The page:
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Opportunity knocks

Sam Peters

Even those of us who have spent years warning that professional rugby faces a ticking time bomb of premature dementia cases found this week’s interviews with Steve Thompson and Alix Popham shocking.

For those who have spent the last decade denying and obfuscating around what may be coming down the track, the news as many as 70 ex-professionals in their 40s could have dementia caused by playing rugby will have been even harder to digest.

The truth, in its rawest form, is often difficult to swallow.

For several years it has felt like pushing a heavy cart up a very steep hill trying to tell rugby’s authorities about the obvious and undeniable dangers of allowing an already hugely physical amateur sport to morph so rapidly into a wholly more intense and brutal professional spectacle. 

Once known as a contact sport where sleight of hand and evasion techniques were prized, rugby is now almost exclusively about winning the ‘collision’.

Where were the checks and balances? Where was the safety net? Thompson and Popham, along with the rest of their group bringing legal action against the sport for allegedly failing in its duty of care, have highlighted the folly of not acting more decisively.  

Once known as a contact sport where sleight of hand and evasion techniques were prized, rugby is now almost exclusively about winning the ‘collision’.

Players are bigger, faster and more committed. Injuries once associated with serious road traffic accidents now routine. Many of these occur in training. The sport has changed beyond any recognition and for many, it has not changed for the better.

Joe Worsley
Joe Worsley is escorted off the field after a head knock in 2007 (Photo by David Rogers/Getty Images)

It is now undeniably clear we are going to see a cohort of young men and potentially women in their 40s and 50s suffering severe neurological problems over the coming years. The Thompson and Popham cases are just the tip of an unwanted iceberg. What happens next will define the very future of the sport.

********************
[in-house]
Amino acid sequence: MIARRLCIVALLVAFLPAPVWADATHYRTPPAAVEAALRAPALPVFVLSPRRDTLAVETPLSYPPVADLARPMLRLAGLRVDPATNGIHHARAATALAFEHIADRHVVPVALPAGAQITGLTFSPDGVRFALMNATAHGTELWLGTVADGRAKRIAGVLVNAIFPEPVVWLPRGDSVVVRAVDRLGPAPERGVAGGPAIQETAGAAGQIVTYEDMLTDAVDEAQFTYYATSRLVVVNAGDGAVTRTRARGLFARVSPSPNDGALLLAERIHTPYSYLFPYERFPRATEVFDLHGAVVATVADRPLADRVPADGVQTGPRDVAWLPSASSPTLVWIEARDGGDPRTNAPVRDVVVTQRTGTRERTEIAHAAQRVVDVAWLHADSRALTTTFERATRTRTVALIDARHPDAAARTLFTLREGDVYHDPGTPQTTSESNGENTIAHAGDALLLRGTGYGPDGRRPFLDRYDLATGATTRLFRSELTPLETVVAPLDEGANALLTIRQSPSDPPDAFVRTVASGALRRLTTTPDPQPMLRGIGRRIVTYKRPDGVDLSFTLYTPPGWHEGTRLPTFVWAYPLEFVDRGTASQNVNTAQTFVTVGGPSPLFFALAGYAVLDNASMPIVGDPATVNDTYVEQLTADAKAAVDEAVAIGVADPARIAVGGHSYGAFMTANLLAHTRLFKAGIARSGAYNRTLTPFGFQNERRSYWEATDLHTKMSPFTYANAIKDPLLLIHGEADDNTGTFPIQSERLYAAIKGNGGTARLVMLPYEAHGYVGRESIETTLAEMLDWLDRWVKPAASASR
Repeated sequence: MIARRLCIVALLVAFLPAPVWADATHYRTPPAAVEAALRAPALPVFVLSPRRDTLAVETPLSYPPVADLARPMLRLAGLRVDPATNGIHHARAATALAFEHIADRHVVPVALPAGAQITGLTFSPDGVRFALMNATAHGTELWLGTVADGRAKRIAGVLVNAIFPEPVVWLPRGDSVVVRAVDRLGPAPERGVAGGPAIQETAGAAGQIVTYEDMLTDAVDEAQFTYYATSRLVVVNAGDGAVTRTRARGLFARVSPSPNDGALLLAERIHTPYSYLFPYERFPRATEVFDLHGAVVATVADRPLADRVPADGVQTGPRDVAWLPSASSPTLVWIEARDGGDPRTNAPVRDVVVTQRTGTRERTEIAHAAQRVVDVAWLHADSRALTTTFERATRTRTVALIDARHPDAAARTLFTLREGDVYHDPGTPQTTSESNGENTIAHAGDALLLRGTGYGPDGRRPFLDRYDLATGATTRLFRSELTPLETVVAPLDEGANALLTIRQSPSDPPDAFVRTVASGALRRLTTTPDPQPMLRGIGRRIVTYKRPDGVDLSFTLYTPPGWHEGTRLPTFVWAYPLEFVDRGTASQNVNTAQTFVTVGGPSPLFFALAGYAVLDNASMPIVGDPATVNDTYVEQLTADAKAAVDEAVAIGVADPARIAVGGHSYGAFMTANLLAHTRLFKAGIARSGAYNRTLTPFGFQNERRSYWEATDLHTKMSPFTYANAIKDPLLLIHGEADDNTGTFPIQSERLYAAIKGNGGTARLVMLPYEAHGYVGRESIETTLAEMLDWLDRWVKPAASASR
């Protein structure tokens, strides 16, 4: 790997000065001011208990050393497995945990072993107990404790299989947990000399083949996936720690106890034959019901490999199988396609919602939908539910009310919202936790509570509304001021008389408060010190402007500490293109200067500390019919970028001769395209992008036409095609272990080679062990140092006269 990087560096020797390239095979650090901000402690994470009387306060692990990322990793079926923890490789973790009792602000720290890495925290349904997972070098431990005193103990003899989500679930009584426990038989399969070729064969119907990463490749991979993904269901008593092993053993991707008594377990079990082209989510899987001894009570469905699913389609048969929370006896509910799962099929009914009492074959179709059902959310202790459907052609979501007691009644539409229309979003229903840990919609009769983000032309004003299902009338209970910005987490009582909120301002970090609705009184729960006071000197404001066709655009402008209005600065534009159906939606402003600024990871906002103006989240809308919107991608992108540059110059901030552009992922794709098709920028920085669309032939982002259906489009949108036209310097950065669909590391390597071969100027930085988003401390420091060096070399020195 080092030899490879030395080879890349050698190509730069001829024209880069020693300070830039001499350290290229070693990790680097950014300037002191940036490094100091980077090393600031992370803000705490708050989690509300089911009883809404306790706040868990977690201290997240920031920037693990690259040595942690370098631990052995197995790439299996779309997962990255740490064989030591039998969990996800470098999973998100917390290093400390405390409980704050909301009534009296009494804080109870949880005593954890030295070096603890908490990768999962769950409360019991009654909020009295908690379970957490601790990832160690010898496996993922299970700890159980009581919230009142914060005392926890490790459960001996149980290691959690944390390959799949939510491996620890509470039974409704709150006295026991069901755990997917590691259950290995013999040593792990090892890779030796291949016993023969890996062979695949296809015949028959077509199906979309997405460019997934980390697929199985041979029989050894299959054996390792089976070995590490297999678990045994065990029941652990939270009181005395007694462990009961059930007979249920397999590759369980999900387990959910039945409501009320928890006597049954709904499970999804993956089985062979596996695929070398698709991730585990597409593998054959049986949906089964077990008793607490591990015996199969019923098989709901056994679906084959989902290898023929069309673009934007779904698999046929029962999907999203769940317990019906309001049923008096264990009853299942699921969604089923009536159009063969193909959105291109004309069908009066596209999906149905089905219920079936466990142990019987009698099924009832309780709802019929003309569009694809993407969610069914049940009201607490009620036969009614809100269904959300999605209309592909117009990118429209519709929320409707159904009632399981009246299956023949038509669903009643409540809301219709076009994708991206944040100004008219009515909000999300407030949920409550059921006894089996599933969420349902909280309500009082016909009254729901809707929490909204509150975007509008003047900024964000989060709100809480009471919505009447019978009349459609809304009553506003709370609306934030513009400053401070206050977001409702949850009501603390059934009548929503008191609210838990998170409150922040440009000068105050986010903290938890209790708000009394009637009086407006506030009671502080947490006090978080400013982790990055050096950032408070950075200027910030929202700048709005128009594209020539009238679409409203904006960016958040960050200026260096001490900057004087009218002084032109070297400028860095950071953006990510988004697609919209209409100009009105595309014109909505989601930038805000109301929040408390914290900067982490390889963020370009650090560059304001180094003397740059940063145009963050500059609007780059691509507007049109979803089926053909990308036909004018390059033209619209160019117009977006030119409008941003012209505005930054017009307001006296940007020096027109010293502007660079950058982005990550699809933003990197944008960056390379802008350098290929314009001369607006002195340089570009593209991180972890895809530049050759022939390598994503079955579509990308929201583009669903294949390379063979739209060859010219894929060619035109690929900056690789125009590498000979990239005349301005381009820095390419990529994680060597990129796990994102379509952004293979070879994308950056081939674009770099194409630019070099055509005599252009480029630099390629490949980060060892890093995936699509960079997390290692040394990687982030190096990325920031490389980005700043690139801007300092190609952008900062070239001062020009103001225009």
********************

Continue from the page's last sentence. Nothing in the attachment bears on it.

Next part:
I do not believe the position is irretrievable. Those talking about an existential crisis for the sport should look across the NFL and realise the sport did not cease to exist following the $765m payout to ex-players suffering dementia in 2013. In many ways the NFL is stronger now the elephant in the room can be openly discussed and addressed.

Let’s not pretend the response to Thompson and Popham’s revelations has been overly encouraging. While there has been sympathy in many quarters, resistance to perceived criticism – especially when it comes from external forces – remains fierce

But let’s also not pretend change did not occur. Strict limits on contact training and how long coaches are allowed face-to-face access to players – therefore diminishing the risk of bullying practices which still exist today – will need to be looked at in rugby. A radical reduction in game time for the top players is required to avert catastrophic damage to an entire generation of players but that can only be achieved with a radical shift in attitudes from those at the top of the sport who seemingly cannot grasp the simple concept that less can indeed be more.